Get to know Foster’s Professor of Management and Michael G. Foster Endowed Fellow Ryan Fehr, who teaches the core MBA course Ethical Leadership.
What excites you about your subject – ethical leadership?
There are many things that excite me about ethical leadership and the opportunity to teach it. I think what excites me the most is the opportunity to help students think broadly about their professional journeys, and what they hope those journeys will look like. On the first day of class, I say that my hope for everyone is a life they can look back on and be proud of. And that’s really what ethics is all about – thinking carefully about your own values, and doing your best to live a life that is consistent with them.
Which factors influenced your decision to join UW Foster?
When I was on the job market, my main goals were to find a school filled with smart people dedicated to learning, and a location where my family and I could grow and thrive. I was beyond lucky to be offered a position at UW soon after graduating from my PhD program. I accepted the offer right away, and haven’t looked back since!
What do you find meaningful about your time thus far at Foster?
Now that I’ve been here for over a decade, it’s deeply satisfying and meaningful to track students’ careers after graduation, and see all the ways they are making a difference in the world.
How does your work align with Foster’s purpose? Purpose statement: Together…We Foster Leaders; We Foster Insights; We Foster Progress…To Better Humanity.
In our ethics class, we spend a lot of time thinking about what we can do in our careers to better humanity. Sometimes, we’re given opportunities to create shared value for everyone involved in a particular initiative or decision, and we can use our skills to “grow the pie.” Other times, we’re faced with a decision that pits what is expedient against what is best for humanity, and we need to muster up the courage to stand up for our values. In ethical leadership, we learn that our capacity to handle these challenges is about more than just good intentions. We need to build the skills necessary to know how to have a positive impact, even when it’s difficult.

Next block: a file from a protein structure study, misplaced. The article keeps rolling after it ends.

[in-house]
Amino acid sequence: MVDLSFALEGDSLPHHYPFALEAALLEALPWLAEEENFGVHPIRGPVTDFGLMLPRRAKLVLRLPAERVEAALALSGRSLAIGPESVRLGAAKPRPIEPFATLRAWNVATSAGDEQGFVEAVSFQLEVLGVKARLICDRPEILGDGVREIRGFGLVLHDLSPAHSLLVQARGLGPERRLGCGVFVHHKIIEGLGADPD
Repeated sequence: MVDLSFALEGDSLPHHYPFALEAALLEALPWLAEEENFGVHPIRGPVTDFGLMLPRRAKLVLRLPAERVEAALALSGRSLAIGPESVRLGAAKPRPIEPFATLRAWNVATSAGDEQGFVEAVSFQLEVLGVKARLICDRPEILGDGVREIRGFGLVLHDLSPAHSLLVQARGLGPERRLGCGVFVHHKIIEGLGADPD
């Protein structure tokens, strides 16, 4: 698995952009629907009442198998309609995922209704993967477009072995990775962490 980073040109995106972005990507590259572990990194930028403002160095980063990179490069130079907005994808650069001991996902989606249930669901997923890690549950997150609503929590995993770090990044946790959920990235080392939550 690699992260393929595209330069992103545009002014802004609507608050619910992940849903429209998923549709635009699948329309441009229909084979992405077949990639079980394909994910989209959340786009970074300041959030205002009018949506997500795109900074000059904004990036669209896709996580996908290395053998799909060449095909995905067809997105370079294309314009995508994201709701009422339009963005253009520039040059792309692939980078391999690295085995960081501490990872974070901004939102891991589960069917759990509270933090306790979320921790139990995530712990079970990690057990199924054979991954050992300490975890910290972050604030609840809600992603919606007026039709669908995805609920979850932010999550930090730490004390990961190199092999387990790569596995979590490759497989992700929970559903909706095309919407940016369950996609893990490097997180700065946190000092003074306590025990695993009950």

How have you worked to make your classroom/course curriculum inclusive?
Inclusion has always been central to the ethics curriculum, but it is particularly important to ensure that the course curriculum is aligned with the issues that managers are facing today. For example, last year we added a session on diversity and AI, which allows us to explore the ways in which algorithms can work against our goals for building inclusive workplaces, and how to deal with those challenges.
Any favorite memories from your experience with Full-time MBAs/Evening MBAs?
My favorite time of the year is graduation season. I never get tired of all of the joy, laughter, hugs, and sense of accomplishment that comes with finishing a rigorous and impactful MBA program. Even thinking about it while writing this makes me smile!
How have you supported students outside the classroom?
I recently worked with a student who was looking to get into the travel industry to secure an internship at a major online travel agency. We discussed the student’s application materials, connected the student with a current manager at the organization, and deliberated about interview tactics. The student ultimately secured the position and is on their way to a wonderful career.
How is your teaching influenced by instructional best practices?
I think of ethics as both an art and a science. First, I take the science of ethics very seriously. Every year, I review the data and make sure that the best practices I teach in the classroom are supported by the available research. Second, I take the art of ethics very seriously. While the data are useful, ethics can’t be reduced to a regression equation. Ultimately, ethical decisions are best made in consultation with all of the relevant stakeholders, ensuring that everyone’s voices are heard. For this reason, we emphasize group discussion and try to get everyone thinking about the challenging dilemmas and issues we discuss.
Are you currently doing work outside of Foster that influences what happens in the classroom?
My main area of research focuses on gratitude, and how to build cultures of gratitude and appreciation in the workplace. I bring this work into the classroom directly by discussing the value of showing gratitude at work, and indirectly by always focusing on the development of high-quality relationships within the MBA program.
How will students apply the knowledge / skills they gain in your classroom in their careers?
Ethics is going to be an important part of your career, whether you want it to be or not! The skills we learn in ethical leadership help prepare you for the inevitable dilemmas, challenges, and conflicts that you will face in your career from day one. In the long run, the skills learned in the class will help you lead with your values, and build a career you can look back on with pride.
What advice do you have for students to ace your course?
The most important things for students to bring to the classroom in ethical leadership are an open mind and a willingness to listen. A lot of the most important learnings from our class come from learning how other people feel about challenging topics, and building empathy for different perspectives on a particular topic.
Ryan with spouse Jinna and their 5 year old daughter Hanna